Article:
Conserve and preserve, our pair for today, are an interesting twosome. And yes, I’m working my way through the massive list presented to me by that other interesting twosome, Gill and John. Thanks for all the inspiration! Anyway, you’d think that these would have specific meanings when applied to, for example, rare documents, precious items that need protecting, or ancient monuments. But in fact their specific meanings in these contexts are already encapsulated neatly into their basic, general definitions.
To conserve something is to protect it from harm or destruction or prevent it being wastefully overused. So we conserve water when we put a brick in our toilet cistern, and when we conserve a book or a building, we take steps to protect it – usually reversible steps nowadays, where someone coming along later can see what’s been done and reverse the process if they need to. This is the concept behind those glass link sections you see when an old house has a new extension added to it, or when pages of a rare manuscript are patched with a carefully inert material.
However to preserve something is to maintain in its original or existing state. No additions, however reversible. No patching. A crumbling book might be digitally photographed then kept in the dark in an acid-free box or maintained on view but in a case containing an inert gas. A house must stay the same, without patching or repairs (although sometimes like-for-like repairing is permitted, using the same materials and techniques as were originally used). Of course, it’s often difficult to know what something’s original stage actually was, whether it’s a palimpsest or a house that’s been updated over the ages – which is why “existing state” is included in the definition.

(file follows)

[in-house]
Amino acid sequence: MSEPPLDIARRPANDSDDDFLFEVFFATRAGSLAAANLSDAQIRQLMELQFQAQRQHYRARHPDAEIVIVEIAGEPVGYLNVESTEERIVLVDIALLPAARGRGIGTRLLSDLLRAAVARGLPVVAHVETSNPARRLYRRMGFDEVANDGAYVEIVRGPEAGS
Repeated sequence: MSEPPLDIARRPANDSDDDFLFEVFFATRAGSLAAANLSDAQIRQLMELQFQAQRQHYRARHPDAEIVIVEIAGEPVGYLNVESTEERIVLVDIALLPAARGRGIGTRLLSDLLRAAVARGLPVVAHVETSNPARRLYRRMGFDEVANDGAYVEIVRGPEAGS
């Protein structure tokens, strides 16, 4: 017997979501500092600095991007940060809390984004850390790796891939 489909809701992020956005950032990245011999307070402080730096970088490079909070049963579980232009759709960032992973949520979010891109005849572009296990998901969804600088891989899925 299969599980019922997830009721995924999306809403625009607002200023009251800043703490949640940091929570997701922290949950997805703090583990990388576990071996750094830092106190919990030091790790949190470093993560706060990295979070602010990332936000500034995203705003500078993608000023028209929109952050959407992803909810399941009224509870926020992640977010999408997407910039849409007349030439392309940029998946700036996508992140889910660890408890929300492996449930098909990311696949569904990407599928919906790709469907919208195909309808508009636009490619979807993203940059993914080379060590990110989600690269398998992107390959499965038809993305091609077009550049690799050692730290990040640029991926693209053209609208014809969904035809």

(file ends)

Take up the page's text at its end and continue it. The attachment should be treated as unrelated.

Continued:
You can find more troublesome pairs here.
September 26, 2011 at 9:09 am
What’s wrong with just calling it “jam”?
Liz at Libro
September 26, 2011 at 9:24 am
I should have mentioned the jam … you’re right. Is there a difference in jam terms, though?